Would you say that this is a particularly American problem, then, our beloved jockocracies?

This is a problem that doesn't derive so much from the size of these communities as from a general American disdain for intellectual [excellence], a sort of populism that's common in the culture. In Japan, for instance, if you are a failing academic high school student, you are in deep trouble. But you're really not in deep trouble in the United States. It's a curious thing, because we all know that this is damaging to society as a whole, to not value [academic] achievement. Unless you are a glitteringly successful sports star or movie star, most of the rest of us are going to come to the good life through higher education and professions which heavily favor people who are gifted in the mind. But in adolescence we load our status system up with the absolute opposite values. Quite a few kids expressed resentment at this. One Westside girl, complaining about how the football players got out of class on game days to watch "Remember the Titans," said, "We don't get any privileges like that ... We bust our tails and we don't get anything for it." A boy at Heath said even though their football team was terrible, they still got all the attention. "Our choir was really good. We sent the most people to all-state and higher-state. Nobody said a word about it. Smart kids -- they didn't care about the smart kids."

When people get older, of course, they can look more critically on their high school days and come to grips with what they meant or didn't mean. But when you're in the middle of it, it's your whole world. It's everything. And if you're in a small rural community, it might feel like it's your whole world forever, because you don't see many examples of people getting up and leaving. The two schools we studied both sent a majority of their students to college -- but where do they go? They went to the local community college or state colleges. They often don't leave at all --- they live at home if they go to college, and even if they do go away, they come back. In the graduating class at Heath the year of the shooting, only three or four kids actually went away to college.


While many people wring their hands over the nihilistic music and violent video games that the kids who contemplated and carried out these attacks consumed -- for example, Michael Carneal was a fan of "Mortal Kombat" -- you say that the sort of media consumed is really only one part of the equation.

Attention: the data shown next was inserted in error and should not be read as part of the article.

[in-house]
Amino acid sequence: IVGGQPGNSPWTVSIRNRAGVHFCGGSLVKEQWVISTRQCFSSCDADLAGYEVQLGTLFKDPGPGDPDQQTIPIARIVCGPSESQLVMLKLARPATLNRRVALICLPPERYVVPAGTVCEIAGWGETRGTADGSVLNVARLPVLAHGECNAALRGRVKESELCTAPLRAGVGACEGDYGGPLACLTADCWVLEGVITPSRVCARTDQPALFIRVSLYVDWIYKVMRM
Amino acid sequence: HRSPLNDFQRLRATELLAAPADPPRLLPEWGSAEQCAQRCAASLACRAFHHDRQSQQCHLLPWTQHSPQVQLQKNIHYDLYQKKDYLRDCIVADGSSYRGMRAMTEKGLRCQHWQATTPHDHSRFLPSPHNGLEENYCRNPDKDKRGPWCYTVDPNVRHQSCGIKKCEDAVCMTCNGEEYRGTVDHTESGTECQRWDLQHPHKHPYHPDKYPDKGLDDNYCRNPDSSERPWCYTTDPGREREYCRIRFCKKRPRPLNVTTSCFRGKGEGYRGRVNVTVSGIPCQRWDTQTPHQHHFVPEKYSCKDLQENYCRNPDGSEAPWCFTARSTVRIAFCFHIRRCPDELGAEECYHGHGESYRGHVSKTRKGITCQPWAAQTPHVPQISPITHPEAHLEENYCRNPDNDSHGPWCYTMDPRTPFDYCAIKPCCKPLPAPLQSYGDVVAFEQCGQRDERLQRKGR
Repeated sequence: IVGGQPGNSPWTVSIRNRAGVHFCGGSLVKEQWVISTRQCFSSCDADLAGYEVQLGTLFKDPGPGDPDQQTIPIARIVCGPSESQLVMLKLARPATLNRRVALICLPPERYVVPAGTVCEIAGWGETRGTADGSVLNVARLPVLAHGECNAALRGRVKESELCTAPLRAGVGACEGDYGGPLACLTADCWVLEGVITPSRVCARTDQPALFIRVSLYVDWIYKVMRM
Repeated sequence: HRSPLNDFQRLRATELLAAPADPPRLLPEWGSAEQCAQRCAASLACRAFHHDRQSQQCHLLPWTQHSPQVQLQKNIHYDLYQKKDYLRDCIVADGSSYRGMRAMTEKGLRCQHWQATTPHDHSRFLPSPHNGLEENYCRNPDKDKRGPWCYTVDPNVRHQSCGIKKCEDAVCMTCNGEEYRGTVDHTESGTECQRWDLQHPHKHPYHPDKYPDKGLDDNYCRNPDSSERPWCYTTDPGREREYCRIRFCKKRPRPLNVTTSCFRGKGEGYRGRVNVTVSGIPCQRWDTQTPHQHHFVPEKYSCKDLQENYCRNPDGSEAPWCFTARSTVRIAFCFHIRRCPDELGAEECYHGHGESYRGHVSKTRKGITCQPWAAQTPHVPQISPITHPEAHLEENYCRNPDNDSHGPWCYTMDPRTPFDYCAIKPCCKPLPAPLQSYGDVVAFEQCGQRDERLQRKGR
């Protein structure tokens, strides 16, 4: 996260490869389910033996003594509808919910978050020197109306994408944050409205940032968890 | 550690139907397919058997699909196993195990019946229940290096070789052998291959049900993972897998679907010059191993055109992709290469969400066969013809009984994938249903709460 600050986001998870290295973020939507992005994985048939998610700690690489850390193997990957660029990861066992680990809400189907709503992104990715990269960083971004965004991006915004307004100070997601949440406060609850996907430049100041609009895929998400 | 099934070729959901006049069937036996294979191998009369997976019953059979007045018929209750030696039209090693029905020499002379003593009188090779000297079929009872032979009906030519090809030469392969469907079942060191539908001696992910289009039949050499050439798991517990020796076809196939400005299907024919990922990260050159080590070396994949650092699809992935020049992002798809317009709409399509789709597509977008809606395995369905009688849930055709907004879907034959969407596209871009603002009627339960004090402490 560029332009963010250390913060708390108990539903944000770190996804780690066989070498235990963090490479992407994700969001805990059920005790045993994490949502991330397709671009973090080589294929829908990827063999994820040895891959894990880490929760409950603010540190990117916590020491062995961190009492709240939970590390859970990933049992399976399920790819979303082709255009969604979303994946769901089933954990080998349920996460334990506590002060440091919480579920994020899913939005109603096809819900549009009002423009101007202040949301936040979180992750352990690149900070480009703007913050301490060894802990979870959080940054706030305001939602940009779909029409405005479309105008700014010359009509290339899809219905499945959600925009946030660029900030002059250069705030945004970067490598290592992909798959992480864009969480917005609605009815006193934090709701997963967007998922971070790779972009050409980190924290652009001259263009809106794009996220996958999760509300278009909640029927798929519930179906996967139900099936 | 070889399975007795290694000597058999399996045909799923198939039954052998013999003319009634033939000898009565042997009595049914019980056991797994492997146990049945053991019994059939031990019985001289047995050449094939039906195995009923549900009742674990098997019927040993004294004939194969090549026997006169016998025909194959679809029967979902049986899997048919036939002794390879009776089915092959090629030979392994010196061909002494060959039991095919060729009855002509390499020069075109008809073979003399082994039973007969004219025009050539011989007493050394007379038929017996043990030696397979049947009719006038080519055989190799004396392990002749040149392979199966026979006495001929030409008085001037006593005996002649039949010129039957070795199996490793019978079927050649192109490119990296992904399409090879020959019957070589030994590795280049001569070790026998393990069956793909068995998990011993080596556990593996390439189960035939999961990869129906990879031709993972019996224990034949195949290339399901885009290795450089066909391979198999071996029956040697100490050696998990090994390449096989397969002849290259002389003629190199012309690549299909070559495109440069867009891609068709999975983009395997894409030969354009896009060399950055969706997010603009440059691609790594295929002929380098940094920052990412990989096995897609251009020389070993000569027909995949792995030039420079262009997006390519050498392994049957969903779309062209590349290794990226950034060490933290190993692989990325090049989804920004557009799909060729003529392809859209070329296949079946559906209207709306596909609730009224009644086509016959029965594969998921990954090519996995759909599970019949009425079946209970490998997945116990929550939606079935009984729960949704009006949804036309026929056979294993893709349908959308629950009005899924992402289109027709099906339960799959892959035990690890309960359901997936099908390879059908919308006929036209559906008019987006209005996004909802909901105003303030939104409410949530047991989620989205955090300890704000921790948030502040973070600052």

Usually shooters are marginal kids who are looking for a way to impress their friends. They're not in love with the idea of violence -- they're in love with the idea of respect from their peers. Usually these kids are damaged goods: They have reputations as being nerdy, or they're too young to join status groups that develop in junior year. They're freshman, they're dweebs, they haven't grown yet. Michael Carneal, in his freshman year of high school, was this skinny little kid with glasses, he was socially very awkward, he was developing some serious delusions that no one knew about -- he was afraid to sleep alone because he imagined monsters were coming to get him, he put towels over the bathroom vents because he thought snakes would come through them. But what people could see was that he was a jerk. He would do stupid things, like putting gum in a girl's hair, things he thought people would think were funny, but they didn't. In one photograph in the book, you can see that now he's over 6 feet tall and 200 pounds. If he had looked like that at 15, he wouldn't have been as socially marginal. It's not surprising in some ways that these shooters are often in the early years of adolescence -- there's so much variation in what boys look like at 14 or 15. Some look like the men they're going to be. Some look like little boys.

And yet Mitchell Johnson, from the picture in the book, looked pretty husky and seemed to have more power and status than other shooters. And he seemed to be a really compassionate kid -- he even made his little brother's bed every day for him.


Mitchell is something of a mystery. He was a bigger boy, he was successful at sports, he was a pretty good student, most of his teachers thought he was a sweetheart, he sang for the church choir, he visited old people's homes. There are many, many reasons why people would have never thought of Mitchell as a potential shooter. But they didn't know the other parts of his life. They didn't know that he had been sexually abused as a little boy, or about the verbally violent breakup of his parents' marriage. So there were really two Mitchells. So for all of his success socially, he didn't think of himself as a success. He thought of himself as a failure. And then he got cut from some sports teams. He got dumped by a girlfriend. And in his very sensitive state, expecting the worst, and in a very turbulent relationship with his dad, he was cycling downwards, and nobody around him recognized it.